A riverbank along the Rio Grande near Truth or Consequences shows the results of a salt cedar treatment project. After the invasive species is removed, native riparian plants can become re-established.
It may not be an invasion of leaf-eating beetles or the body snatchers, but conservationists say the influx of salt cedar trees in New Mexico may be equally as dangerous.
Perhaps for indigenous plants the body snatcher allusion is not too far off, according to experts from New Mexico State University, who are working on a major project along the Canadian River to help free native plants — and the ecosystem — from a certain death.
“The invasive plant crowds out native trees, like willows and cottonwoods; makes soil salty and lowers the water table,” a release from the university said.
A U.S. Geological Survey adds the salt cedar invasion is so rampant the plant is now the dominant species found along waterways in large areas of New Mexico, west Texas, Arizona, Colorado, Utah, Nevada and even southern California.
“This change has resulted in loss of biodiversity, degradation of bird habitat, decreased channel conveyance, increased water loss and loss of recreational opportunities,” the survey states.
Quay County’s Pete Walden, who serves as county agent for NMSU in Tucumcari and recently nabbed the New Mexico Association of Conservation Districts Outstanding Conservationist Award, said salt cedar is indeed one of his main concerns.
Every time he spots some along the roadway, he said he is quick to alert the Department of Transportation.
As a member of the Canadian River Soil and Conservation District, Walden said he is equally concerned about the salt cedar along the riverbanks, which is what the NMSU project is targeting.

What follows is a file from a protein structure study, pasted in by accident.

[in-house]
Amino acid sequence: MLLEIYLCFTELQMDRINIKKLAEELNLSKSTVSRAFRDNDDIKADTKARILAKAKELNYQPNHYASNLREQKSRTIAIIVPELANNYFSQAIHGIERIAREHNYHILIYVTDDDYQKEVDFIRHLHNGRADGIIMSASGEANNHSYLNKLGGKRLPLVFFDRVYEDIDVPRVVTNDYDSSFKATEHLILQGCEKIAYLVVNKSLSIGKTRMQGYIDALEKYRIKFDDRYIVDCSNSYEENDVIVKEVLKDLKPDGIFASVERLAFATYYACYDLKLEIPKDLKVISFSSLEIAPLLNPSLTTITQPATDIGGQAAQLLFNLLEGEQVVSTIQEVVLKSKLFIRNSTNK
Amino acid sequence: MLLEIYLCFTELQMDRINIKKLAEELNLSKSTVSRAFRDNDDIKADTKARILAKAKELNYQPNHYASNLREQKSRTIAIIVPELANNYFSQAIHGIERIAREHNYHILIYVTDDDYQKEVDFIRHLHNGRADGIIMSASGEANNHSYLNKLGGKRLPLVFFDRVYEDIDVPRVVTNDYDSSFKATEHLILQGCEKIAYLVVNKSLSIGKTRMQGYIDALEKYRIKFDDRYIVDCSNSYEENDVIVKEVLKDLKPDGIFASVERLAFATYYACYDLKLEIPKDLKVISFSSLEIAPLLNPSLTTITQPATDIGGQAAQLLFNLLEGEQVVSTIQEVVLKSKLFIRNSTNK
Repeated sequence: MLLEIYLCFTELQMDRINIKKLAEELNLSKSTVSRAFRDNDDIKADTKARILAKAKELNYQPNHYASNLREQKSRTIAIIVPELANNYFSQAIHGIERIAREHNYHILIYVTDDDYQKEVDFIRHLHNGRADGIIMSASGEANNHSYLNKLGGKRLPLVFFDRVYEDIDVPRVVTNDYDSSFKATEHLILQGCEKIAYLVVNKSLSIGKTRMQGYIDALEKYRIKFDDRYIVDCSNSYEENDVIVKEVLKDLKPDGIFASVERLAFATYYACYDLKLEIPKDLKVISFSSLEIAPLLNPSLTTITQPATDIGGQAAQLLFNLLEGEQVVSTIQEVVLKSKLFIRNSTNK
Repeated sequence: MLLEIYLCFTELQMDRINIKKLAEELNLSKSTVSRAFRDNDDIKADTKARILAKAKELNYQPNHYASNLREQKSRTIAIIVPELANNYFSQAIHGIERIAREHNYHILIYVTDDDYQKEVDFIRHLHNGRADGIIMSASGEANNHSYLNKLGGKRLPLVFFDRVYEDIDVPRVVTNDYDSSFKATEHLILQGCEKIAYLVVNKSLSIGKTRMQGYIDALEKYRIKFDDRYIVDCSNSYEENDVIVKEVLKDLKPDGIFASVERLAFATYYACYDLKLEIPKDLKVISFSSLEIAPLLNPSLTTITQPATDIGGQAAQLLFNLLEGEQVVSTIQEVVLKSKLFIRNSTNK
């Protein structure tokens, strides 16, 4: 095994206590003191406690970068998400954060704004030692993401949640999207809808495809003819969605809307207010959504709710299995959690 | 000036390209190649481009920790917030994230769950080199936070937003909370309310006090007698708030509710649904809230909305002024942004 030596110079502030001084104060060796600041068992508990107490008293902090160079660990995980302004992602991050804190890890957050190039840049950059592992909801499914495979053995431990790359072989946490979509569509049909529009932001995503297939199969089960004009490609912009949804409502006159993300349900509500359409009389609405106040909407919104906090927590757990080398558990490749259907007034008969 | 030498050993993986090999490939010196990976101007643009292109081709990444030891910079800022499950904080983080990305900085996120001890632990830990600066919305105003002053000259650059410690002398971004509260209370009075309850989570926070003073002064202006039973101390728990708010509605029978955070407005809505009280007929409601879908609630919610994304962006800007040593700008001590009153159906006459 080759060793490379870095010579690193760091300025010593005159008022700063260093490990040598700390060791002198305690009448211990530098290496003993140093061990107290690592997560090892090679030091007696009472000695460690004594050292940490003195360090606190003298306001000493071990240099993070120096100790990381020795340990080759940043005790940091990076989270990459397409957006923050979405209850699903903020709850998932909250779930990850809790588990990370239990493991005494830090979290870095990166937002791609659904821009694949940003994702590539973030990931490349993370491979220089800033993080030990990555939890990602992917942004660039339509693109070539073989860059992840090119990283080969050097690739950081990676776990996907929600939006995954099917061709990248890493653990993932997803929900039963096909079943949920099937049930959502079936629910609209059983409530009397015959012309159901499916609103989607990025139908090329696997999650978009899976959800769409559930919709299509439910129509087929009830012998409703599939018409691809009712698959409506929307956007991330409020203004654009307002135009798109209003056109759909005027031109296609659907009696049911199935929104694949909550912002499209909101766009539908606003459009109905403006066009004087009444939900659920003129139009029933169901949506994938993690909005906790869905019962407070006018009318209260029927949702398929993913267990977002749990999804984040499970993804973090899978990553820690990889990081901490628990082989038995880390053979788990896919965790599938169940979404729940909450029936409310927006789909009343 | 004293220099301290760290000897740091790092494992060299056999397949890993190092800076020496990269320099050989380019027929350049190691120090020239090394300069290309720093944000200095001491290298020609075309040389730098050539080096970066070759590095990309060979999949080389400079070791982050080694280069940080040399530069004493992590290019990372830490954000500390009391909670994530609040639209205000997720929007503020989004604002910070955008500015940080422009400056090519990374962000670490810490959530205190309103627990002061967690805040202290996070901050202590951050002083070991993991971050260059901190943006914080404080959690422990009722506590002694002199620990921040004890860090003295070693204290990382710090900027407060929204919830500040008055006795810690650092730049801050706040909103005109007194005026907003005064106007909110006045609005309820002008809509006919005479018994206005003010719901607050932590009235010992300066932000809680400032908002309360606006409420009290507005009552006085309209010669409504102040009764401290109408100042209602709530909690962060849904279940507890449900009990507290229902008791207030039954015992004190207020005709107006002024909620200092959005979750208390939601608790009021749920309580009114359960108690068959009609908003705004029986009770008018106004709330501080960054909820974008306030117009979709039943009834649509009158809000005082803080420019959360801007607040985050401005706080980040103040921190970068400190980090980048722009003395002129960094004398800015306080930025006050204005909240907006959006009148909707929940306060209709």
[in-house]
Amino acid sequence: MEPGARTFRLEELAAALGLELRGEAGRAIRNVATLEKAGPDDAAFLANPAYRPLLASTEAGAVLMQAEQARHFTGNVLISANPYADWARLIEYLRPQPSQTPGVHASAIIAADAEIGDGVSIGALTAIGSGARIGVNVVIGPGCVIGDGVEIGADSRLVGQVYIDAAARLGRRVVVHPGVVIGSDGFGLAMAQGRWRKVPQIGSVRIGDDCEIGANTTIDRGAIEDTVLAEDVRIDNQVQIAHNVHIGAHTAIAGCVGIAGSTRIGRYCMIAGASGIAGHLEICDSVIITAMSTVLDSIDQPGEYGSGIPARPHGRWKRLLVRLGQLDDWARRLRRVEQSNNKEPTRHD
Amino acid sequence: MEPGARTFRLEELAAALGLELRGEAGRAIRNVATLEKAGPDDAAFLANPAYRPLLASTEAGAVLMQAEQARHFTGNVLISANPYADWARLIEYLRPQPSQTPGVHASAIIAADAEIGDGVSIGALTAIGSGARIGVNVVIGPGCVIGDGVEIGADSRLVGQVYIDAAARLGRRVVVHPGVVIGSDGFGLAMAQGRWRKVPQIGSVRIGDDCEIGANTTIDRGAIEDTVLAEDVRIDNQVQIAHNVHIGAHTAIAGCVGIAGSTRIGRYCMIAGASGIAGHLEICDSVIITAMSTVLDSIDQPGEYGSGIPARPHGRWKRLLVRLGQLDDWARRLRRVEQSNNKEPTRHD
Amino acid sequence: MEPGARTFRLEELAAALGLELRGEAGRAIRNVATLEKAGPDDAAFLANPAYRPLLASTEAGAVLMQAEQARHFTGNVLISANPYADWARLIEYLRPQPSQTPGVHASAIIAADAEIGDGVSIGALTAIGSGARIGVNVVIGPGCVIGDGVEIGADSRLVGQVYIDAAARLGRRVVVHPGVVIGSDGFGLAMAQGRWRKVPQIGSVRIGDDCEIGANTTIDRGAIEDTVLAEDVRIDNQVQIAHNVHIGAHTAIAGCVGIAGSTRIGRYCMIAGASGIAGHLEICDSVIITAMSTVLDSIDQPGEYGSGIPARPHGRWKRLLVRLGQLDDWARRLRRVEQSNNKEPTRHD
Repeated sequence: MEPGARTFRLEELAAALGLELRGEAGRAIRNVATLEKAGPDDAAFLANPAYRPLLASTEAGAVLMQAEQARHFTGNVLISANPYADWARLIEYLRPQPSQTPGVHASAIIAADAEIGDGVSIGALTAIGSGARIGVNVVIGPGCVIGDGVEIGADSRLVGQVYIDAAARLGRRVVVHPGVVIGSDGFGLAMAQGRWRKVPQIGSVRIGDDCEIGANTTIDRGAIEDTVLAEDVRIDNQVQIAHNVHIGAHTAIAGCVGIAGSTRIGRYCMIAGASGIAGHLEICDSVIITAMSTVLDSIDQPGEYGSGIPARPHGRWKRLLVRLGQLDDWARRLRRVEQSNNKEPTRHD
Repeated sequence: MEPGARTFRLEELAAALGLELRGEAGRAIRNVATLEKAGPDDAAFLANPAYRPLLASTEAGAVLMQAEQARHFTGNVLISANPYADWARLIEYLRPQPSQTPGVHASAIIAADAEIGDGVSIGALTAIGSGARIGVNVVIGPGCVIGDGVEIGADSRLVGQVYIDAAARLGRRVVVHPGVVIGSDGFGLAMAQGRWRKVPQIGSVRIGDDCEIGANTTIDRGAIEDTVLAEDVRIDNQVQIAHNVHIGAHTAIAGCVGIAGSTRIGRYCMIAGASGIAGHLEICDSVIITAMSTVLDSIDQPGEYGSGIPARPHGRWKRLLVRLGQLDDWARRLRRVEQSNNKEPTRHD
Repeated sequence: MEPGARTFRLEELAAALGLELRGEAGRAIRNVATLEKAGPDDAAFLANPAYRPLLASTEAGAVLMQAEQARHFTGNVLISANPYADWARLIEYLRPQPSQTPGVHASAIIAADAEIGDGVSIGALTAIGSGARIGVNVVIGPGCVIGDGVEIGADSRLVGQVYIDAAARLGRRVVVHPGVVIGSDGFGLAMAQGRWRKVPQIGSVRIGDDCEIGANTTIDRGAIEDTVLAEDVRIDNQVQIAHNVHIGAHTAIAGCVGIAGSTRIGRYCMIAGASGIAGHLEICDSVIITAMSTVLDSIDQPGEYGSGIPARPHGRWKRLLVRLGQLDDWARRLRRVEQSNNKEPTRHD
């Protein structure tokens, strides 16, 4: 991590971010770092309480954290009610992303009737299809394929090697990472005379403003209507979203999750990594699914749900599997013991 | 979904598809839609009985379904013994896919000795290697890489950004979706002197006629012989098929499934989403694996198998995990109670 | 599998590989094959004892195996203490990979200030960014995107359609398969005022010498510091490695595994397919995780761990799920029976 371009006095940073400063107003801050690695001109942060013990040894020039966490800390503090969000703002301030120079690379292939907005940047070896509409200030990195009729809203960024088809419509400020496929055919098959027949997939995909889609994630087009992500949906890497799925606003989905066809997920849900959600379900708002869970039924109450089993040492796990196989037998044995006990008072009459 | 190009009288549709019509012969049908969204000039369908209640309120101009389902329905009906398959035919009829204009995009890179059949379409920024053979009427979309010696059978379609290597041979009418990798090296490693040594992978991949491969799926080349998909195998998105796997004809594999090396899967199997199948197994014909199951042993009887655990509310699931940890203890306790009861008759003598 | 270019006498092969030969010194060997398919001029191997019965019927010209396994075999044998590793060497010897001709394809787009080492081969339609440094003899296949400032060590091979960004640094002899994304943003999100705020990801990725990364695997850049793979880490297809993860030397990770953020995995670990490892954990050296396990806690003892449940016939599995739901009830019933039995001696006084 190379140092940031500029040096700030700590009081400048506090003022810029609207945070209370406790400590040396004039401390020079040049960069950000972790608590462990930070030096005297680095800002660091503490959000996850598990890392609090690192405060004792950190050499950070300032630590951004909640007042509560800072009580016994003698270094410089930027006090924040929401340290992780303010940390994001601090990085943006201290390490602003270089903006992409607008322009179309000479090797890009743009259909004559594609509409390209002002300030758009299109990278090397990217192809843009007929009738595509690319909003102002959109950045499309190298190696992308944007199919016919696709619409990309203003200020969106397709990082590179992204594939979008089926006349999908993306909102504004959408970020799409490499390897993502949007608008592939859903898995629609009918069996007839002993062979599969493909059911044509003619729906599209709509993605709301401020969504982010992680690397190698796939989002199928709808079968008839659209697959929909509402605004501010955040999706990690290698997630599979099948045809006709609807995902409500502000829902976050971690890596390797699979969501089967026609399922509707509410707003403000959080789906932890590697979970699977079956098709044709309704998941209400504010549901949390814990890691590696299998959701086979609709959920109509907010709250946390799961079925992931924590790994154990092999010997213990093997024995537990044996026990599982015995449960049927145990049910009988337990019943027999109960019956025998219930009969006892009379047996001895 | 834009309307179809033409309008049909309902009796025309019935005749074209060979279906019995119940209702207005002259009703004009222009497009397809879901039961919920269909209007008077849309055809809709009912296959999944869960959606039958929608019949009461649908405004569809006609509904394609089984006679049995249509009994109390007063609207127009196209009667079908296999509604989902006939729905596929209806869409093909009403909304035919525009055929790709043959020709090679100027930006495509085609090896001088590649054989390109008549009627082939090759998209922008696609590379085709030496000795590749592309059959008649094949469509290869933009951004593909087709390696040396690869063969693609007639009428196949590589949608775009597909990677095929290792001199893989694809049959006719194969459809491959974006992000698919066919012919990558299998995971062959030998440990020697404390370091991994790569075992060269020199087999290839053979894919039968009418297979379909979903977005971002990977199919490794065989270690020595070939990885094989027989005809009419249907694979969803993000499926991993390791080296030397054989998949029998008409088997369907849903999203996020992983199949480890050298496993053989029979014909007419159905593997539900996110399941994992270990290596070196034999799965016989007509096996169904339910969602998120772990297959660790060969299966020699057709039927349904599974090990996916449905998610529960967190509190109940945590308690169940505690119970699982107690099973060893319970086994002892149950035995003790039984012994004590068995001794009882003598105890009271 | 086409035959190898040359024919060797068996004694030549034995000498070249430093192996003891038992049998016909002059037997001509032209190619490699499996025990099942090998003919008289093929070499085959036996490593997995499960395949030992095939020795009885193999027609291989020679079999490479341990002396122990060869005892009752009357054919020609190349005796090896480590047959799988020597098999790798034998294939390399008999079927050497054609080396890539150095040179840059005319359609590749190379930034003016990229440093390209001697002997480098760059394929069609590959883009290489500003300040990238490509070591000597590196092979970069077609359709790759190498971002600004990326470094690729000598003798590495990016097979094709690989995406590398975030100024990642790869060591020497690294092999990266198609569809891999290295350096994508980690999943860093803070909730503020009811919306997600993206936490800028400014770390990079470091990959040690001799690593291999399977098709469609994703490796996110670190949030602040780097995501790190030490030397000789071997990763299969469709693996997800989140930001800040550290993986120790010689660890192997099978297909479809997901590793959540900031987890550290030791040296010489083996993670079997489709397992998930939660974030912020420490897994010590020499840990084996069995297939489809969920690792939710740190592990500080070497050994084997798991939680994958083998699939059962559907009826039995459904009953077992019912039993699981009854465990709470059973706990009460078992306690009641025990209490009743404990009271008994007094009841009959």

Officially known as the Canadian River Riparian Restoration Project (CRRRP), scientists from NMSU’s Range Improvement Task Force (RITF) are working with the Extension Animal Resources Department to help residents of northeastern New Mexico in their fight against the noxious plants, according to the university release.
More than 3,800 acres of land infested with salt cedar has already been chemically treated, the release said, starting with Colfax County and moving downstream through Mora, Harding, San Miguel and eventually reaching Quay. The Canadian River starts near Raton, snakes through those five New Mexico counties and ends up in the Texas Panhandle.
The release said the Canadian River project is a chance for New Mexico State to help landowners and agencies develop their own monitoring programs to track the progress of their restoration efforts.
“In addition to helping managers understand if they are fully meeting their management objectives, it will be an ideal venue to organize educational workshops for landowners, agency personnel and interested stakeholders,” said RITF member Terrell T. “Red” Baker, riparian management specialist for NMSU’s Cooperative Extension Service.
Previous salt cedar removals have been done along the Rio Grande and Pecos River in New Mexico, which provided a starting point for the Canadian River project, the release said.
So far, the release said the most appropriate removal method has been spraying herbicide from a helicopter, which causes the least damage to other desirable riparian vegetation.
The release said it takes about two years for the salt cedar to die off after being sprayed, and if they are removed before that amount of time, it only revives the plant.
According to experts from the University of Utah, salt cedar was first introduced from Asia as an ornamental plant, meant to enhance aesthetics.